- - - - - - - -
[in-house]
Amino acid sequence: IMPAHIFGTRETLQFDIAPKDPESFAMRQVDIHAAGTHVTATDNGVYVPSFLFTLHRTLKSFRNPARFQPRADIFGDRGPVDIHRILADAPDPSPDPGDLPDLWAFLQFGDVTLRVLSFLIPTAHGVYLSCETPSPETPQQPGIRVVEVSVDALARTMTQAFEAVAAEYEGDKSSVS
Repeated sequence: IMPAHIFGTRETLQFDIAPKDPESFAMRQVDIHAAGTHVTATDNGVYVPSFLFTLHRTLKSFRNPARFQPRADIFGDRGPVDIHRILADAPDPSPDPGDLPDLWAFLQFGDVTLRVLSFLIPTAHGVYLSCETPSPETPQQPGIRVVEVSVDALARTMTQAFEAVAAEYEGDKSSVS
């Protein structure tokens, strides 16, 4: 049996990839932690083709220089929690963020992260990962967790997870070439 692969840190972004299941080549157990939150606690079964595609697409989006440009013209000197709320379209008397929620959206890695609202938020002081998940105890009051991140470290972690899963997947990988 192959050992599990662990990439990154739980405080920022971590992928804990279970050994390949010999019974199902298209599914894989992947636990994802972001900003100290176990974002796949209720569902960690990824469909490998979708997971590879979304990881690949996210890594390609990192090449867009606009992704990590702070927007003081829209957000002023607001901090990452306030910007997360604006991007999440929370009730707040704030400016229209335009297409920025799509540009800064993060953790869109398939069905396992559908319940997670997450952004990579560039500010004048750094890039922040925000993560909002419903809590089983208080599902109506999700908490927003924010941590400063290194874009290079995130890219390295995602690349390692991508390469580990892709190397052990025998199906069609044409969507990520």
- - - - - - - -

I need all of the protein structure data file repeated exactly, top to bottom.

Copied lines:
[in-house]
Amino acid sequence: IMPAHIFGTRETLQFDIAPKDPESFAMRQVDIHAAGTHVTATDNGVYVPSFLFTLHRTLKSFRNPARFQPRADIFGDRGPVDIHRILADAPDPSPDPGDLPDLWAFLQFGDVTLRVLSFLIPTAHGVYLSCETPSPETPQQPGIRVVEVSVDALARTMTQAFEAVAAEYEGDKSSVS
Repeated sequence: IMPAHIFGTRETLQFDIAPKDPESFAMRQVDIHAAGTHVTATDNGVYVPSFLFTLHRTLKSFRNPARFQPRADIFGDRGPVDIHRILADAPDPSPDPGDLPDLWAFLQFGDVTLRVLSFLIPTAHGVYLSCETPSPETPQQPGIRVVEVSVDALARTMTQAFEAVAAEYEGDKSSVS
């Protein structure tokens, strides 16, 4: 049996990839932690083709220089929690963020992260990962967790997870070439 692969840190972004299941080549157990939150606690079964595609697409989006440009013209000197709320379209008397929620959206890695609202938020002081998940105890009051991140470290972690899963997947990988 192959050992599990662990990439990154739980405080920022971590992928804990279970050994390949010999019974199902298209599914894989992947636990994802972001900003100290176990974002796949209720569902960690990824469909490998979708997971590879979304990881690949996210890594390609990192090449867009606009992704990590702070927007003081829209957000002023607001901090990452306030910007997360604006991007999440929370009730707040704030400016229209335009297409920025799509540009800064993060953790869109398939069905396992559908319940997670997450952004990579560039500010004048750094890039922040925000993560909002419903809590089983208080599902109506999700908490927003924010941590400063290194874009290079995130890219390295995602690349390692991508390469580990892709190397052990025998199906069609044409969507990520």